Sunday, January 03, 2010

Dollhouse: One scene from Season 2

Bad idea to begin a post by discouraging people to keep reading, but I want to analyse a particular scene in the first episode of Dollhouse, Season Two. So, yes this post contains

SPOILERS

IF YOU HAVEN'T SEEN ALL OF DOLLHOUSE: SEASON ONE, YOU PROBABLY DON'T WANT TO READ MUCH FURTHER.



The centrepiece of this first episode is a conversation between Topher (the genius who designs and uploads the artificial personalities into people's brains) and Dr Saunders, who has recently discovered that she isn't real - that she is in fact one of these artificial personalities.

I love this scene for three reasons:

1. It's long
2. It introduces a big idea that gets explored throughout the rest of the season
3. There are clear changes between the start of the scene and the end (in both emotion and character).


The scene begins as a seductive confrontation. Saunders (who despises Topher) tries to overcome her programming and make love to him. In the process of doing this, she acts like a doll, trying to be her best - basically adopting the role of everything she hates. Which raises the question of 'why'. Why is she doing this.

The scene immediately answers that, dancing through a complex series of beats that climax in Saunders identifying Topher as God. After all, he created her with a specific series of qualities. He obviously had a 'divine plan' in mind. Why should she fight it?

The next section of the scene is great: as Topher explains why he designed Saunders the way he did, there's the resonance of God explaining himself to his creation. Anyway, Topher resists Saunder's take on the situation. He tells her that he programmed Saunders to question and challenge him, not hate him. Saunders has chosen to do that.

It's a good end-point to the scene: identifying that Saunders has free will and she chose to hate Topher. A nice emotional twist that reveals a truth about a character. But the scene continues, and the material it begins to explore opens up a whole new dimension of understanding what 'Dollhouse' is really about.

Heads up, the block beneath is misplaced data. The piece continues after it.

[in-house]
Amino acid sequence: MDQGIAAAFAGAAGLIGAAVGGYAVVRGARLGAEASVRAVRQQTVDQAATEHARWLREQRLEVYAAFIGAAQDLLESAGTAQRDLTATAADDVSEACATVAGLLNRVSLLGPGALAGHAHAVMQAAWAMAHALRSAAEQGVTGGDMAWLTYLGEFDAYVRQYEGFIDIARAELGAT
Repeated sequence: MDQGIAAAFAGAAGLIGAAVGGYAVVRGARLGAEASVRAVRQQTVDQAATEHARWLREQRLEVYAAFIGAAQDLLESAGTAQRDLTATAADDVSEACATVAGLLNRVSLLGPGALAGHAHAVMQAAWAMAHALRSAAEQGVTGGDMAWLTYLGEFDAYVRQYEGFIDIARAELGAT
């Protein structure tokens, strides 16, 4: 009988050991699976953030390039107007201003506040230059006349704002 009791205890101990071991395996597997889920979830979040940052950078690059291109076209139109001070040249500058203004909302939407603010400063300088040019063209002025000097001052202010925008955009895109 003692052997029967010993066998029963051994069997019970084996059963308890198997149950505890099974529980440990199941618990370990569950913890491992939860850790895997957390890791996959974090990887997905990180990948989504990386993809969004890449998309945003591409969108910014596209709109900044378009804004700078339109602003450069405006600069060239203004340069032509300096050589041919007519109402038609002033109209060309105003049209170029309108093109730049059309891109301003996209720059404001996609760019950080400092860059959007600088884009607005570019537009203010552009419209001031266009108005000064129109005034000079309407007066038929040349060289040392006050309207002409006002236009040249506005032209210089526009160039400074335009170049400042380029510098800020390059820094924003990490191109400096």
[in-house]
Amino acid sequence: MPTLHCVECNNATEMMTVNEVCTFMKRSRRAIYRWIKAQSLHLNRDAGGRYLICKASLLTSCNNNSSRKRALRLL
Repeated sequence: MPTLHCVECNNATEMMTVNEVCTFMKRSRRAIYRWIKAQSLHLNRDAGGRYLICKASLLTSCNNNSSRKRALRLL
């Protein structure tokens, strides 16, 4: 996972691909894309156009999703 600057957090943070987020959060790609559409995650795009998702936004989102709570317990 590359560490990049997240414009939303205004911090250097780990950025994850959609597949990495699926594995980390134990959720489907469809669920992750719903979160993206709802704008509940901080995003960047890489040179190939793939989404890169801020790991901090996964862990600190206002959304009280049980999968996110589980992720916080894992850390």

That's the first reason I love this scene. It's unafraid to spend time with these two characters and dig into the hearts of what they're about, what's driving them, and what they're afraid of. Sure it's a little 'tell, don't show', a little theatrical. But screw it: I like plays.

So, the scene continues with Saunders wanting to know how she can continue living, knowing that that she's not even real, knowing that everything about what she is and who created her disgusts her.

But when Topher offers to give Saunders back her original personality, Saunders refuses.
And she refuses because she doesn't want to die. "I'm in someone else's body, and I'm afraid to give it up."

And that's the big idea that this season introduces: these artificial identities think of themselves as real. These 'imprints' have their own existence, their own drive for survival. It's an idea that's expanded on in the next episode, 'Vows', which features the first entirely successful (at least to me) assignment-of-the-week episode, and subsequent episodes dive into the concept whole-heartedly.

One of the reasons I admire love Dollhouse is that it's a show about big ideas that haven't been fully explored on TV before. A 13-part season is just about big enough to (a) explore the idea of self-preservation in people who know they aren't real, and (b) throw in an enormous amount of patented Whedon-esque plot twists and character reveals.

Finally the scene ends with this recognition: that Saunders knows she isn't real but doesn't want to give up her body to the personality it originally belonged to. And it ends with Topher appreciating the enormity of her problem. The scene moves from seduction to isolation, and from Topher being glib to being to move into another phase of his character arc.
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